By Rigoberto González

The legendary Chicana playwright, Cherríe Moraga, who’s also best known as co-editor with Gloria Anzaldúa of the foundational feminist anthology "This Bridge Called My Back: Writings by Radical Women of Color", has just released her exquisite memoir "Native Country of the Heart."

But don't expect to read about Moraga’s rise to literary stardom or even about how she and a community of notable writers conceived of the groundbreaking book that restructured feminist theory and criticism. Instead, readers of her memoir will experience a much more intimate journey: the story of Moraga’s complicated relationship with her mother, Elvira.

"Native Country of the Heart" makes powerful statements about what is gained and lost in the pursuit of the American dream, and how the same place that affords privilege and opportunity, also demands sacrifice and surrender.Courtesy of Macmillan

“I had only one romance,” Moraga writes in the preface of the memoir published by Farrar, Straus and Giroux. “The love of an intractable Elvira, and this is what would shape my lesbianism and this is what would mark my road as a Mexican and this is what would require me to remember before and beyond my mother.”

The book takes the reader to Elvira’s youth in Southern California’s Imperial Valley, where her father pulled her out of school in order to labor in the fields. But her charm and resourcefulness gave her access to better opportunities, like working for the American-owned casinos and racetracks south of the border during the Prohibition era.

“I often wondered if my mother’s years in the “Salón de Oro” had ruined her — made an ordinary Mexican life in the United States impossible,” Moraga writes.

Indeed, when Elvira moved on from her glamorous place of employment to start a family with a working class white man, the roles of wife and mother became conventional duties that pushed her into periods of frustration, sometimes expressed violently.

While Moraga is beginning to come to terms with her own sexuality, she looks to her mother for strength, since her mother too appears out of sync with the gender norms of the Mexican household. Yet, Elvira enforced these norms on Moraga and her sister, JoAnne.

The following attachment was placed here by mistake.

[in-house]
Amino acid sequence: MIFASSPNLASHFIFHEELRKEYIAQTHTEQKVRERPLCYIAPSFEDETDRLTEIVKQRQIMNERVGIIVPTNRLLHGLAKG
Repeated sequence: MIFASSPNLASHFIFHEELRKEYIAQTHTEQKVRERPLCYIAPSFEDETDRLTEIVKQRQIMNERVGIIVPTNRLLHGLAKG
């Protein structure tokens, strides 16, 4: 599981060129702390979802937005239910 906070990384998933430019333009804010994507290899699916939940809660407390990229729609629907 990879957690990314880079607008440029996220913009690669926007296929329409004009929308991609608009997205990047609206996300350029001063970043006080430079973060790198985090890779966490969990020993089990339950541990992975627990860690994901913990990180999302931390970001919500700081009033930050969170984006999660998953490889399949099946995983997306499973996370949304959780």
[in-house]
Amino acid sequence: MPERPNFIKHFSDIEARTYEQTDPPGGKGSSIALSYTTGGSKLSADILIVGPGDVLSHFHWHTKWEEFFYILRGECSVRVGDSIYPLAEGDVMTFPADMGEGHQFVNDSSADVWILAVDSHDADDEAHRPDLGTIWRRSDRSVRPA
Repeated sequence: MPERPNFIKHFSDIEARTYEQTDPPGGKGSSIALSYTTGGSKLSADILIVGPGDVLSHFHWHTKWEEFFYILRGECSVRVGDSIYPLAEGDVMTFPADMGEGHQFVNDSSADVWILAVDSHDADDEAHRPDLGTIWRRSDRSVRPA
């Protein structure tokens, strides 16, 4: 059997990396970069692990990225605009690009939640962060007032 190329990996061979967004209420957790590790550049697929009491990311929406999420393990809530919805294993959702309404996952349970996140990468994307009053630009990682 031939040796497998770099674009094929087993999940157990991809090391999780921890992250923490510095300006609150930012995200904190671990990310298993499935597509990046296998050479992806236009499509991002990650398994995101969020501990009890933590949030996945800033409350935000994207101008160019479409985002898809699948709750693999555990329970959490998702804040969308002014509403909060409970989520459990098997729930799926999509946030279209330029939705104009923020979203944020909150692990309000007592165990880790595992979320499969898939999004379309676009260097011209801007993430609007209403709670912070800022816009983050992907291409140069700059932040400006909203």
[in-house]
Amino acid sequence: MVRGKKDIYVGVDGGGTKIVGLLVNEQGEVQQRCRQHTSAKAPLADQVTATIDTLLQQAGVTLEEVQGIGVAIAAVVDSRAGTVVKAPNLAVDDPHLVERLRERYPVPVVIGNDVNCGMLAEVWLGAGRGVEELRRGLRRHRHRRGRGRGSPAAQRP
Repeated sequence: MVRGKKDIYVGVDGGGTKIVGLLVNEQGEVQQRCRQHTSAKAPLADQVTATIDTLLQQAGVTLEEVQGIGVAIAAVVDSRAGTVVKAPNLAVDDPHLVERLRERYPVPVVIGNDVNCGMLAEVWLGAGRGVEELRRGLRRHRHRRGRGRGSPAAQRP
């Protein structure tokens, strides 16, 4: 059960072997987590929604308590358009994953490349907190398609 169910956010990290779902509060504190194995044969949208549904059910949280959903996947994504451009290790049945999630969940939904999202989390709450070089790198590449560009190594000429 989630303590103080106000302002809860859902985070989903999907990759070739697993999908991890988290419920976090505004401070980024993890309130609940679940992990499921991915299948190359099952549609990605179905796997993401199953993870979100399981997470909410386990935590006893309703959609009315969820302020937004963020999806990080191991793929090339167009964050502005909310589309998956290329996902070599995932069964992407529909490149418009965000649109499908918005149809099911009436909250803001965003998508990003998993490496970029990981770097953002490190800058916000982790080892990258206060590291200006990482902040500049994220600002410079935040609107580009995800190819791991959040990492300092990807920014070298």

“I learned sexism from my mother,” Moraga explains. “She made sure I understood what the rules were and how I was to behave.”

What results is a bittersweet portrait of a woman caught between the expectations of Mexican womanhood and her own desire to strive for something different, something worthy of her intelligence and vision.

As Elvira’s physical and mental health begin to decline, Moraga’s own life is punctuated with a series of personal blessings — the birth of her son, the blossoming of a relationship with her partner Celia, and professional triumphs that included distinguished academic positions and projects that nurtured her interests in queer feminism and indigeneity.

Moraga’s education is the key to her self-actualization, while Elvira’s “inability to read and write well remained an open wound for Elvira her entire life.” Though the two women follow markedly different paths, what continues to connect them is the ache of separation from home. For Elvira, it’s Mexico; for Moraga, it’s Elvira. “There were times when I didn’t know whether my mother was truly “demented” or just Mexican in a white world,” Moraga writes.

Cherrie Moraga, who's also best known as co-editor with Gloria Anzaldua of the foundational feminist anthology "This Bridge Called My Back: Writings by Radical Women of Color," has just released her exquisite memoir "Native Country of the Heart."Daniella Rossell

The dynamics of the mother-daughter relationship begin to shift once Moraga finds herself having to make decisions on behalf of her mother, whose Alzheimer’s has worsened. This caretaking comes with an awareness that finally brings Moraga closer to Elvira: “I feel myself growing into the compassionate husband, the devoted eldest son, all the missing men in her life — the ones I know she will submit to, if only to be relieved once and for all of the burden of her own self control.”

Eventually, this closeness also leads to a kind of reconciliation or, at the very least, a long-desired affirmation of their familial bond.

After Elvira’s death, Moraga has to come to terms with “life without a Mexican mother,” which prompts her to write this unique memoir, a tribute that began with the writing of the eulogy for Elvira’s funeral.

“The irony of growing up and becoming a writer,” Moraga explains, “is in recognizing that our families are the truest storytellers, and that their histories are our first important stories. All of that is literature. It’s our literature.”

To that end, the story of Elvira is a story of remembering what can be easily forgotten or underappreciated with the passage of time. Moraga amplifies the need to recognize how interwoven the past is to the present, and that to understand ourselves we must locate our ancestors, who are an extension of who we are. Native Country of the Heart makes powerful statements about what is gained and lost in the pursuit of the American dream, and how the same place that affords privilege and opportunity, also demands sacrifice and surrender.

Heart-wrenching and heartwarming, Moraga’s memoir delivers new insights into the acclaimed writer’s creativity, and introduces readers to another of her significant muses: “I made a commitment to depict my mother honestly, as a woman full of complexity, contradictions, and paradoxes,” Moraga adds. “But what I wrote, I wrote out of love.”

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